Miami County, Ohio Genealogical Researchers -- Sponsored by the Computerized Heritage Association


    Solomon Funderburgh is the village blacksmith at Ragtown, and is a man of industry in business affairs and reliable in all life's relations, thus winning the respect of his fellow men. He was born in Clark county, Ohio, on the 10th of May, 1844, his parents being William and Almira (Helmer) Funderburgh. His father was born in Madison county, Ohio, near Summersford, in 1811, and was a son of Daniel Funderburgh, a native of Germany, who came to the Buckeye state in early manhood. In Madison county he wedded Mary Wilson, whose father, H. Wilson, resided near Xenia, Ohio. Daniel Funderburgh took up his residence in Madison county, where his wife died. William Funderburgh, their eldest child, was reared to manhood there and afterward went to Clark county, Ohio, learning the blacksmith's trade at Midway. After his marriage, however, he engaged in farming. In 1850 he removed to Adams county, Indiana, where he continued until 1856, when he returned to the Buckeye state, locating in Brandt, Miami county, where he spent his remaining days, his death occurring at the age of seventy-nine years and ten months. His wife died in her seventy-fifth year. William and Almira Funderburgh became the parents of ten children, of whom five died in infancy, the others being Arthur, who is now engaged in the grocery business in Westfield, Indiana; Peter, who is living in Brandt; Isaac, a carpenter in Springfield, Ohio; Minerva Ellen, now the widow of Steven C. Hughs and a resident of Springfield, Ohio; and Solomon, of this review.

    When a youth of twelve years Solomon Funderburgh became a resident of Brandt, Miami county, and at the age of seventeen he entered upon a three-years apprenticeship to Boyd Gowdy, a blacksmith of Brandt, from whom he received three dollars and a half per month and his board. From that amount he purchased his clothing and all that he had remaining went to his parents. When his apprenticeship was completed he began working for himself, his wages going for his own support. During the civil war, however, he put aside his personal desires, enlisting on the 2d of May, 1864, when twenty years of age, as a member of' Company B, One Hundred and Forty-seventh Ohio Volunteer Infantry. The command was enrolled in the National Guard and was drilled ready for active work at the front. His service with the One Hundred and Forty- seventh was at Arlington Heights, the regiment being called out on the 3d of July, 1864, to support the New York Battery, whose purpose it was to check the advance of Early, who threatened Washington. Mr. Funderburgh was discharged with his regiment at Camp Dennison.

    On the 22d of September, 1864, just after his return from the seat of war, he married Miss Electa Dunlap, of Piqua, Ohio, a daughter of James Dunlap, a painter of that city. Mr. Funderburg worked as a journeyman for Mark Gantz, and also spent two years in the employ of Arthur Helmer. He then opened a shop at Tadmor, where he continued for four years, after which he went to West Charleston, where he conducted a blacksmithing business for eleven years. He has carried on business at his present location for eighteen years, building here his smithy and enjoying a prosperous trade, his patronage steadily and constantly increasing as he has demonstrated his ability to perform the work entrusted to him.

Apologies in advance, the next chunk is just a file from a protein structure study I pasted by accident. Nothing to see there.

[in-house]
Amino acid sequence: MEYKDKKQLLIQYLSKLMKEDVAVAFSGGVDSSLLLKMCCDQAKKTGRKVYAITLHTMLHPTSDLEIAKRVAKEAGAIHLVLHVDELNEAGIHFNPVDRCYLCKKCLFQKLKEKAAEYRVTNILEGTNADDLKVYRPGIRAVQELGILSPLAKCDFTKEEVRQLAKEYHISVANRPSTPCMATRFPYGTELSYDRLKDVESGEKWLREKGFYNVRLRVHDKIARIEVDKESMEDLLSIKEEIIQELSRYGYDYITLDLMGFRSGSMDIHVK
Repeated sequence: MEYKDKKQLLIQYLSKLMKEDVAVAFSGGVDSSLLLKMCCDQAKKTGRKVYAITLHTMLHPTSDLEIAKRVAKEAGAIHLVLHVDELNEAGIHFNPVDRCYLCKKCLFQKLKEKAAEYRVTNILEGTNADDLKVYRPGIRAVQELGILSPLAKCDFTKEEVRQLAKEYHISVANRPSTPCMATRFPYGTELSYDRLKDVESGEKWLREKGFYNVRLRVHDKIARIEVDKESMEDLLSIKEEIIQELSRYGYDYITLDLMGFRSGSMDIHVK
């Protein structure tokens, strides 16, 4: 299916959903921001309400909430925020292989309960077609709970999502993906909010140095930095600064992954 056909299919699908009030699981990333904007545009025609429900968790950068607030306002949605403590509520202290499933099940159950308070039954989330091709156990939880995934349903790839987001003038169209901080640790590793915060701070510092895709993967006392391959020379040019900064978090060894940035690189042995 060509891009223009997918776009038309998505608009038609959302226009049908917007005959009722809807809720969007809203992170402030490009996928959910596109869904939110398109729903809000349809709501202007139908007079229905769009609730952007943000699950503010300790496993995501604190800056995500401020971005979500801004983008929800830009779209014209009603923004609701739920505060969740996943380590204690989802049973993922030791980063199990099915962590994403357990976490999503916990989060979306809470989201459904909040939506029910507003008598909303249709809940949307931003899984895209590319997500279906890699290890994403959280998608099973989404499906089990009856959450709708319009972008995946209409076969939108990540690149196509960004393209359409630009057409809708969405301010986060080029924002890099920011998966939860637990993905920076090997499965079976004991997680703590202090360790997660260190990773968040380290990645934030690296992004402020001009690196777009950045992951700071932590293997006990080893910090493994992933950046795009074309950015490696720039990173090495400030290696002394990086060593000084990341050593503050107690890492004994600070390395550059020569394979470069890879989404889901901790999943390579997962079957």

Unto Mr. and Mrs. Funderburgh have been born ten children, two of whom died in infancy. The others are Thomas, who is now a driver of an engine in the fire department at Springfield, Ohio; Clara, wife of Andy Bridges, of Troy; James, a machinist employed in the woolen mill at Piqua; Rosa, wife of Pierce Magoret, of Huffordville, Ohio; Blanche, at home; Alvira, wife of Harly Davidson, of Grayson, Ohio; Gracie, wife of Elmer Zerkel, of Tippecanoe City; and Effie, who completes the family. Both boys learned the blacksmith's business in their father's shop, but preferred to engage in other work.

    Mr. Funderburgh, his wife and daughters are all members of the Christian church at Cove Springs. Since casting his first presidential vote for Abraham Lincoln in 1864, he has supported the Republican party, and has taken a deep interest in its growth and upbuilding . His life has been quietly passed, unmarked by any events that were of a very exciting nature, yet characterized by the faithful performance of his duty to his country, his neighbors and to himself. Such reliable citizens form the bulwark of the nation, and among the representative men of his town he well deserves mention.

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